12. Wow, the possibilities of pantyhose. Up until now, I have only seen them being useful for three things: traditional giving you a hard time when wearing a skirt; tying up tomato plants; filter bags for aquarium carbon. Now I can add roving sausage to the mix!
    roggey–no, it’s not just you. mmmmmm sausage…

  13. This whole spinning/dyeing thing is like a big black hole calling out to me to dive in. Must. Resist. Must. Resist. Steph and Laurie, you’re not helping.

  14. I’m with Nathania – no time to dye roving. (But.. I have a dye pot from last year’s Science Fair project. (yes. my eldest did dyeing as a Science Fair project)… and I have dye…. and I have roving… and I have no time. (have to remember the last. No time. Not for a year or two. Really)
    But – that aside – these postings are wonderful! I feel like I could do this now with little problem. And (probably) make lovely things!

  15. My fingers are itching– this looks so cool! I don’t know how I’ll fall asleep tonight with the excitement of the reveal tomorrow.

  16. Well, there I was having so much fun with my KoolAid dyeing this week, and now it turns out to have only been the appetizer….or dare I say…foreplay? Is that allowed on this blog or is it too risqu�? Fantastic tutorial, Laurie!!!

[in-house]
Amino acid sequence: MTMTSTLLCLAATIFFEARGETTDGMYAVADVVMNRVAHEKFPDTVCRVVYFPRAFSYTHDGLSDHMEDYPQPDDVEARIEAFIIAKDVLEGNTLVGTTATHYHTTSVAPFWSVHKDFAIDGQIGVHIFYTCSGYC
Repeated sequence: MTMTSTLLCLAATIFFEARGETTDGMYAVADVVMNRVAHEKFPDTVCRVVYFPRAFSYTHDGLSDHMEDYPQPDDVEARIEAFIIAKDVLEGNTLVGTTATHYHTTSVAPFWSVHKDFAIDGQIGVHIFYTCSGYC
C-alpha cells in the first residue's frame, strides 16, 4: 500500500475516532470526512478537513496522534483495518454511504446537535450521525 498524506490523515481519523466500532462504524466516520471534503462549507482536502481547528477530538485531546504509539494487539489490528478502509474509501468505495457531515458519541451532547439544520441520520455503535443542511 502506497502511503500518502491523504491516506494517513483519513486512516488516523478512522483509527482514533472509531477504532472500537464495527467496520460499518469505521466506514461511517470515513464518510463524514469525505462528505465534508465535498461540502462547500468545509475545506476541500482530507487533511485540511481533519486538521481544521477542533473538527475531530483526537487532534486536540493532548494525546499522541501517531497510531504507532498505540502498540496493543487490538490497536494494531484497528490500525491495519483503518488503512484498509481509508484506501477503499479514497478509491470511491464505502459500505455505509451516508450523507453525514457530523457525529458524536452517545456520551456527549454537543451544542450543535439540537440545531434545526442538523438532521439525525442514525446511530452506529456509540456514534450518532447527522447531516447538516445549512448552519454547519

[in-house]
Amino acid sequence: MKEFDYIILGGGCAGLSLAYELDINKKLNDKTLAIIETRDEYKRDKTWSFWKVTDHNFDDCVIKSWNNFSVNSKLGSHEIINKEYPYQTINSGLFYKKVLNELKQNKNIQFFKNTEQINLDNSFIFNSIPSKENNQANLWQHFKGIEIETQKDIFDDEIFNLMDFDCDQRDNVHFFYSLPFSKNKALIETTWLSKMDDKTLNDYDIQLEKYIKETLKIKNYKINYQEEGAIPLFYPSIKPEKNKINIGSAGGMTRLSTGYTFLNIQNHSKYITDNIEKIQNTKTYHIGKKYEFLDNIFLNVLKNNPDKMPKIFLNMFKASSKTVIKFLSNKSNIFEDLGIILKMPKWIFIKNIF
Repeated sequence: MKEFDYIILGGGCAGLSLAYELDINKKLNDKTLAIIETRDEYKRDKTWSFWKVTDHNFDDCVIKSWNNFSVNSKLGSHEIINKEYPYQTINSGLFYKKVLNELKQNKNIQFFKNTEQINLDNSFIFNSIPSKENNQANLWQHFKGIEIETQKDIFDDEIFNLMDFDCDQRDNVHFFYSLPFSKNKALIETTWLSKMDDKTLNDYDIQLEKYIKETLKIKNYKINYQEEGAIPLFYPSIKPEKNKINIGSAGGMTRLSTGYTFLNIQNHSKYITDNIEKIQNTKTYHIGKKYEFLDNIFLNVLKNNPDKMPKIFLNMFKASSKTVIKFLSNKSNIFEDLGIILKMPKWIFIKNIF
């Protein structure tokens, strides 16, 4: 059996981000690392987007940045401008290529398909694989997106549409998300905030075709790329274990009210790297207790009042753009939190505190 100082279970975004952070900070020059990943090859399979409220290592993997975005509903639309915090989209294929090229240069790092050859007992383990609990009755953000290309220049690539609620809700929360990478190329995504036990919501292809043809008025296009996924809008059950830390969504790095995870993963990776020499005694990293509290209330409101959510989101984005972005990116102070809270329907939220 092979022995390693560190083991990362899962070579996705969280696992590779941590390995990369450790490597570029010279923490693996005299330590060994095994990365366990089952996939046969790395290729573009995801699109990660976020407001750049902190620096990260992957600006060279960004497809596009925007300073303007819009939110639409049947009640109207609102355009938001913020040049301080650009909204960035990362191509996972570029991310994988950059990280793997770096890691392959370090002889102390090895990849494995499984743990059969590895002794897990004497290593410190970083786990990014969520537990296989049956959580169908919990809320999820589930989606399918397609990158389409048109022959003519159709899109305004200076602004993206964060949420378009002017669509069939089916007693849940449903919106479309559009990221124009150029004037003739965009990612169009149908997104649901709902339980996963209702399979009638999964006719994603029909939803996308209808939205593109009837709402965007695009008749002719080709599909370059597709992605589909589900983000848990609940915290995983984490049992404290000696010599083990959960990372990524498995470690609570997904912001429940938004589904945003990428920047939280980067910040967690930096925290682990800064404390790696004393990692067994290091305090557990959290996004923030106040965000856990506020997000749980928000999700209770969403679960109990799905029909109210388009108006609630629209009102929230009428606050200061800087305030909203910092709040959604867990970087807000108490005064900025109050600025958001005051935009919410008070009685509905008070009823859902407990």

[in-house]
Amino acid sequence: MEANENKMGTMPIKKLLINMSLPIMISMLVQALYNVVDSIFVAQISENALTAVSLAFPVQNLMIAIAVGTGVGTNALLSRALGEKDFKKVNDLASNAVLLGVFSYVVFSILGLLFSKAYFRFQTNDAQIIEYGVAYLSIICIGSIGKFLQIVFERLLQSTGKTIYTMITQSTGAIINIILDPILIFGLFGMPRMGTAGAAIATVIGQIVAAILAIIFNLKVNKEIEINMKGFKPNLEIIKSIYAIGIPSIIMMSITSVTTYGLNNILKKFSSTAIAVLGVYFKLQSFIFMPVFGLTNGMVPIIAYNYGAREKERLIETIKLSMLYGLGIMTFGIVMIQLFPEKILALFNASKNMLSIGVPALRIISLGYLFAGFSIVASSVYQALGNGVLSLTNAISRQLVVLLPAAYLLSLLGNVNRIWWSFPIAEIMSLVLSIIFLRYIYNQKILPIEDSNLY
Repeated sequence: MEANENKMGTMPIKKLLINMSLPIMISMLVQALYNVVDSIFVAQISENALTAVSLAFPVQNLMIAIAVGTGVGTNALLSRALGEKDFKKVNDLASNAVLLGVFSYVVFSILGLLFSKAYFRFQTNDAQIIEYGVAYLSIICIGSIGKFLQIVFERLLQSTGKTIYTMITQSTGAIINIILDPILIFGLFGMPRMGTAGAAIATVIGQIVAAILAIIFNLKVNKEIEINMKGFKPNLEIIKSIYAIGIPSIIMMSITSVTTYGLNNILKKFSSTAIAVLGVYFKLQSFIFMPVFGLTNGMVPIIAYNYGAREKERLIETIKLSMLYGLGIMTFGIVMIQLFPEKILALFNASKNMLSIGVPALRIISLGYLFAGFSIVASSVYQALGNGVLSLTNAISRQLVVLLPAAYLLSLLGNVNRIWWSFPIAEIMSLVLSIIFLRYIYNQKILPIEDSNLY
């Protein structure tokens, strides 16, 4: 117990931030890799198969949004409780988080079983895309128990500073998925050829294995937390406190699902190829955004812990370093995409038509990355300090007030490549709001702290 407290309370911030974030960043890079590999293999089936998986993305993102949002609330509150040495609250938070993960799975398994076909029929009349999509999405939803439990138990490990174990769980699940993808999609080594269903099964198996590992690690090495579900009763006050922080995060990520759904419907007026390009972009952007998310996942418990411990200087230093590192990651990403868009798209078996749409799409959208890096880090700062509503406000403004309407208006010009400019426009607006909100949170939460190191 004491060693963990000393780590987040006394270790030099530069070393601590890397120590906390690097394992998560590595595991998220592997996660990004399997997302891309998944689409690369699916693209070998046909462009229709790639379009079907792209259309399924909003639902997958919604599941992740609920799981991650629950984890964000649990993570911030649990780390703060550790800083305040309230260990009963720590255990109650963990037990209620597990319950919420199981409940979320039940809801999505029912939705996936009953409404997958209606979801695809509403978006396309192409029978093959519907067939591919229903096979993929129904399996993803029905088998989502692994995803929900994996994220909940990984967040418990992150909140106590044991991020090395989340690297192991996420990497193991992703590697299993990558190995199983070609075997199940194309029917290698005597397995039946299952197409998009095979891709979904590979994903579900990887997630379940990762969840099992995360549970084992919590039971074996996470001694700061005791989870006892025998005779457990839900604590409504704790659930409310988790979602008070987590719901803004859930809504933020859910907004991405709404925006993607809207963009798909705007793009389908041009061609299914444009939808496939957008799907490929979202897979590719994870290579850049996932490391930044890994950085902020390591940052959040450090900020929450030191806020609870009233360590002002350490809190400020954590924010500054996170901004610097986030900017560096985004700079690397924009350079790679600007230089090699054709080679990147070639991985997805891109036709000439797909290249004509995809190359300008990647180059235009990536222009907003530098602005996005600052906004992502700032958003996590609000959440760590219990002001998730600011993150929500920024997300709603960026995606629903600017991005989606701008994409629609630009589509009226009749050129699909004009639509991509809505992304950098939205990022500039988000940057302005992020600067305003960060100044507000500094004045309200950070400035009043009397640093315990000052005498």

17. I’m in class right now being bored, and I think I’m getting weird looks because of the strange images today. I can’t wait to see the reveal, but how weird it all looks today! 🙂

  18. Interesting that some people have such negative associations with stockings/pantyhose. I wear them in the winter when it’s too cold just for slacks but not cold enough for full on long johns. I also wear them in the summer to deal with the notorious “chub rub” (the only shorts I wear in public are my cycling shorts–I wear linen slacks or skirts in the summer).
    In any case…I’m enjoying the tutorial, thanks Laurie!!

  19. We always used pantyhose to purify our beeswax. I thought that’s what they were manufactured for when I was a little kid.
    I’ve never seen the “sausage” trick, gotta try that.
    Barb B.

  20. Laurie,
    I truly hope you will come back tomorrow and show us the finale. At the moment, if I were your Mom, I would be telling you “Laurie, you are making a Big Mess.”
    It all looks like lots of fun.

  21. Laurie-very interesting, can’t wait until tomorrow. The pictures definately help! Steph-since when is growing up mandatory?

  22. We tried dizzing yesterday, but out sausages of wool just turned out… like, very fluffy but not with a whole lot of fibers in them. Very funny. What do I have to do to make them look like yours? Shouls I remove all the lanolin first?
    Yes I am cooking along with you, just like standing in front of the TV and cooking dinner with the TV cook. It is very interesting, and we are making enough yarn for 3 socks. Hopefully. 200 grams? Must be enough. 🙂
    Thankyou for this, thanks a lot.

  23. as i haven’t worn stockings or “real shoes” for about ten years now, (birks rule)i suppose i am a dyed in the wool, lavender sniffing hippie wanna be… just like the big kids….however, there are times when i find i do need pantihose for some off the wall project and i cannot decribe the joy i get from asking my “normal” friends for castoffs…..i can’t wait for the look on their faces….many thanks for including us in the “classroom”